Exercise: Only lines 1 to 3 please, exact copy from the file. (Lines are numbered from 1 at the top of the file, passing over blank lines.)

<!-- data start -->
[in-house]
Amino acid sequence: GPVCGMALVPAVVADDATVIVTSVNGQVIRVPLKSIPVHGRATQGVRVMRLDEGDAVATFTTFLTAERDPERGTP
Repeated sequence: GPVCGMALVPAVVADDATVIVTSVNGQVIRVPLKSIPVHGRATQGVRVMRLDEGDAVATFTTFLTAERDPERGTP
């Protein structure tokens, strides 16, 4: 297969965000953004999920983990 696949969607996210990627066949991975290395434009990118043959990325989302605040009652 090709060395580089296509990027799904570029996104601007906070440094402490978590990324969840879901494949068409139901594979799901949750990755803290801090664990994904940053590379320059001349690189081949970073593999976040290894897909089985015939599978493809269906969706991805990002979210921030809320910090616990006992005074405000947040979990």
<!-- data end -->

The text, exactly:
[in-house]
Amino acid sequence: GPVCGMALVPAVVADDATVIVTSVNGQVIRVPLKSIPVHGRATQGVRVMRLDEGDAVATFTTFLTAERDPERGTP
Repeated sequence: GPVCGMALVPAVVADDATVIVTSVNGQVIRVPLKSIPVHGRATQGVRVMRLDEGDAVATFTTFLTAERDPERGTP